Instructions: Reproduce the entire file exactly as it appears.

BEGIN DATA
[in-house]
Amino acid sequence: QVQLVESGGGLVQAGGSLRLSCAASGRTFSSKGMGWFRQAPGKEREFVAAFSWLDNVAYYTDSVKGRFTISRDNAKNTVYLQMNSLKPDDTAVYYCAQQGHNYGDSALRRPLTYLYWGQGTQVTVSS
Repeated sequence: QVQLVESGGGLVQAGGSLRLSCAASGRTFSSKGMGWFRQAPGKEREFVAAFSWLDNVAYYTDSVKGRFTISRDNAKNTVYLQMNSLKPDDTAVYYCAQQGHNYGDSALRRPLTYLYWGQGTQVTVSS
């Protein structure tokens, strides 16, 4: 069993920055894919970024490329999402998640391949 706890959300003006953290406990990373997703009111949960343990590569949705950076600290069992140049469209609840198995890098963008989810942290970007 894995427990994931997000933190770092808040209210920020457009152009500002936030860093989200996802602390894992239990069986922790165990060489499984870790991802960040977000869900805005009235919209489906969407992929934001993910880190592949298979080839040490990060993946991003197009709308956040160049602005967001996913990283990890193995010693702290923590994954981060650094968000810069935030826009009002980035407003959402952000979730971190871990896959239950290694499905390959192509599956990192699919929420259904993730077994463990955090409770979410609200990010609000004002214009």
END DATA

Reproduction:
[in-house]
Amino acid sequence: QVQLVESGGGLVQAGGSLRLSCAASGRTFSSKGMGWFRQAPGKEREFVAAFSWLDNVAYYTDSVKGRFTISRDNAKNTVYLQMNSLKPDDTAVYYCAQQGHNYGDSALRRPLTYLYWGQGTQVTVSS
Repeated sequence: QVQLVESGGGLVQAGGSLRLSCAASGRTFSSKGMGWFRQAPGKEREFVAAFSWLDNVAYYTDSVKGRFTISRDNAKNTVYLQMNSLKPDDTAVYYCAQQGHNYGDSALRRPLTYLYWGQGTQVTVSS
């Protein structure tokens, strides 16, 4: 069993920055894919970024490329999402998640391949 706890959300003006953290406990990373997703009111949960343990590569949705950076600290069992140049469209609840198995890098963008989810942290970007 894995427990994931997000933190770092808040209210920020457009152009500002936030860093989200996802602390894992239990069986922790165990060489499984870790991802960040977000869900805005009235919209489906969407992929934001993910880190592949298979080839040490990060993946991003197009709308956040160049602005967001996913990283990890193995010693702290923590994954981060650094968000810069935030826009009002980035407003959402952000979730971190871990896959239950290694499905390959192509599956990192699919929420259904993730077994463990955090409770979410609200990010609000004002214009």